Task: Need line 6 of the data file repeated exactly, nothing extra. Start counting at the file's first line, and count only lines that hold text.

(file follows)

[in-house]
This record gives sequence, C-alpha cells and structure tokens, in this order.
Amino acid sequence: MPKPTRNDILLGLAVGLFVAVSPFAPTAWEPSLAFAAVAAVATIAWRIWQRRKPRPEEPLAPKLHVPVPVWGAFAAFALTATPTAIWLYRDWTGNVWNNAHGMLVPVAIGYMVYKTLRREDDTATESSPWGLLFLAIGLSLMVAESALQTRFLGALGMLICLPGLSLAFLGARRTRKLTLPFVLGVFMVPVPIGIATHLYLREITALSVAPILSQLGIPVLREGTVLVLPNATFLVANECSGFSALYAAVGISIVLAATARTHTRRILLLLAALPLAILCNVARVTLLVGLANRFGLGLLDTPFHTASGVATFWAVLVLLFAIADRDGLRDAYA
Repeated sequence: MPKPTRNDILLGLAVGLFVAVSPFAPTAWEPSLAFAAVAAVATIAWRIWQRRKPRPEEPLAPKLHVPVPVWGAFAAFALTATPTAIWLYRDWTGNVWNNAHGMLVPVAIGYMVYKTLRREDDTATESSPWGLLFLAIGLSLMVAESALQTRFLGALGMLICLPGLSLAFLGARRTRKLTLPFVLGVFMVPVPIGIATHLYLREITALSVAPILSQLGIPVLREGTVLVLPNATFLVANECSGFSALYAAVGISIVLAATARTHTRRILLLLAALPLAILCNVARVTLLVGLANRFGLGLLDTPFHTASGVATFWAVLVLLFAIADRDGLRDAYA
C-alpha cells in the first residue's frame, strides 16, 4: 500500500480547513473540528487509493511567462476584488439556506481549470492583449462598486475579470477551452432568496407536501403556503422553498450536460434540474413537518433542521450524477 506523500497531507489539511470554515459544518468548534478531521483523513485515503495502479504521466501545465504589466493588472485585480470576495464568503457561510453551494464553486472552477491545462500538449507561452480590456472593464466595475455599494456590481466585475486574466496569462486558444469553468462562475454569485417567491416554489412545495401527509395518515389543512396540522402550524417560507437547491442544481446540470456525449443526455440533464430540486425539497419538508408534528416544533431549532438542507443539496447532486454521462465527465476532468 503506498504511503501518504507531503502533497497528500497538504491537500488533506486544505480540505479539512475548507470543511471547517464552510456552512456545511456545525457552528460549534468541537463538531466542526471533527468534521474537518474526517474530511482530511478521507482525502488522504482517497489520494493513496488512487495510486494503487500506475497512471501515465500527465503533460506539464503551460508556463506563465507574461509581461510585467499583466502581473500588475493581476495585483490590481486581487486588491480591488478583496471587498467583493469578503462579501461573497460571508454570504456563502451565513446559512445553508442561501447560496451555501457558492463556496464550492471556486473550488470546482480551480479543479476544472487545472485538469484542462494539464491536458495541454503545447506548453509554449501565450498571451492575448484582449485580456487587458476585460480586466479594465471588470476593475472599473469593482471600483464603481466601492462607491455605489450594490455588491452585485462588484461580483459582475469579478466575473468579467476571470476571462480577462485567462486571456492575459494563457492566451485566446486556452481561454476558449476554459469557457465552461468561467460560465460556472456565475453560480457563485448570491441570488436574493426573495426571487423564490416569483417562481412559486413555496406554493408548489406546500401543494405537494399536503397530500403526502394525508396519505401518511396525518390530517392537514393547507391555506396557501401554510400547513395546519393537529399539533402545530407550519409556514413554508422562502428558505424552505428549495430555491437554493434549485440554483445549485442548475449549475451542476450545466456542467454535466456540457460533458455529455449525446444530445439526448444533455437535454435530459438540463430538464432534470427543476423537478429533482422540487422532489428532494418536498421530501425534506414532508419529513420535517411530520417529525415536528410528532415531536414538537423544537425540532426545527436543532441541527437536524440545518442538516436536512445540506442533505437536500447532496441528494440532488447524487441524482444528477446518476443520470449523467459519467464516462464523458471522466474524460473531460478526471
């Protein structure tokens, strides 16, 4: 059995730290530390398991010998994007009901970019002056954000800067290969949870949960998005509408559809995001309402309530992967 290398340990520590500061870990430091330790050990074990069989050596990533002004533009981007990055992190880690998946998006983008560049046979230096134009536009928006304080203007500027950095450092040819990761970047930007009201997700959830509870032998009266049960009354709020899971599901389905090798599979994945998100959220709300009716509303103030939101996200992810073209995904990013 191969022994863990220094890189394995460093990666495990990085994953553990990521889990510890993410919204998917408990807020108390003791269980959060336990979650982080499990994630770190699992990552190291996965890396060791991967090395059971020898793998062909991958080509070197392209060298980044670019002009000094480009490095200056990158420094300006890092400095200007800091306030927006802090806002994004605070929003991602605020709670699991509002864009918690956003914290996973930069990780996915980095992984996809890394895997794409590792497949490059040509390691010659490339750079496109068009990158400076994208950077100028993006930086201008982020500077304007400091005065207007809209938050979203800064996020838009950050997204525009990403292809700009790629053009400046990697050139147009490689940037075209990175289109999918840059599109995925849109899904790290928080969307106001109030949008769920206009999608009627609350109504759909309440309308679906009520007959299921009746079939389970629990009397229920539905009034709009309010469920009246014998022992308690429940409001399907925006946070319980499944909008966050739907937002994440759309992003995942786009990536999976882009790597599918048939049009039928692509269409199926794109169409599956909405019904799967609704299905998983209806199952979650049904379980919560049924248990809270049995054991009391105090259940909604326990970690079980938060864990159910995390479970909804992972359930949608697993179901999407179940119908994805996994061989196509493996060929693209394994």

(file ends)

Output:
């Protein structure tokens, strides 16, 4: 059995730290530390398991010998994007009901970019002056954000800067290969949870949960998005509408559809995001309402309530992967 290398340990520590500061870990430091330790050990074990069989050596990533002004533009981007990055992190880690998946998006983008560049046979230096134009536009928006304080203007500027950095450092040819990761970047930007009201997700959830509870032998009266049960009354709020899971599901389905090798599979994945998100959220709300009716509303103030939101996200992810073209995904990013 191969022994863990220094890189394995460093990666495990990085994953553990990521889990510890993410919204998917408990807020108390003791269980959060336990979650982080499990994630770190699992990552190291996965890396060791991967090395059971020898793998062909991958080509070197392209060298980044670019002009000094480009490095200056990158420094300006890092400095200007800091306030927006802090806002994004605070929003991602605020709670699991509002864009918690956003914290996973930069990780996915980095992984996809890394895997794409590792497949490059040509390691010659490339750079496109068009990158400076994208950077100028993006930086201008982020500077304007400091005065207007809209938050979203800064996020838009950050997204525009990403292809700009790629053009400046990697050139147009490689940037075209990175289109999918840059599109995925849109899904790290928080969307106001109030949008769920206009999608009627609350109504759909309440309308679906009520007959299921009746079939389970629990009397229920539905009034709009309010469920009246014998022992308690429940409001399907925006946070319980499944909008966050739907937002994440759309992003995942786009990536999976882009790597599918048939049009039928692509269409199926794109169409599956909405019904799967609704299905998983209806199952979650049904379980919560049924248990809270049995054991009391105090259940909604326990970690079980938060864990159910995390479970909804992972359930949608697993179901999407179940119908994805996994061989196509493996060929693209394994």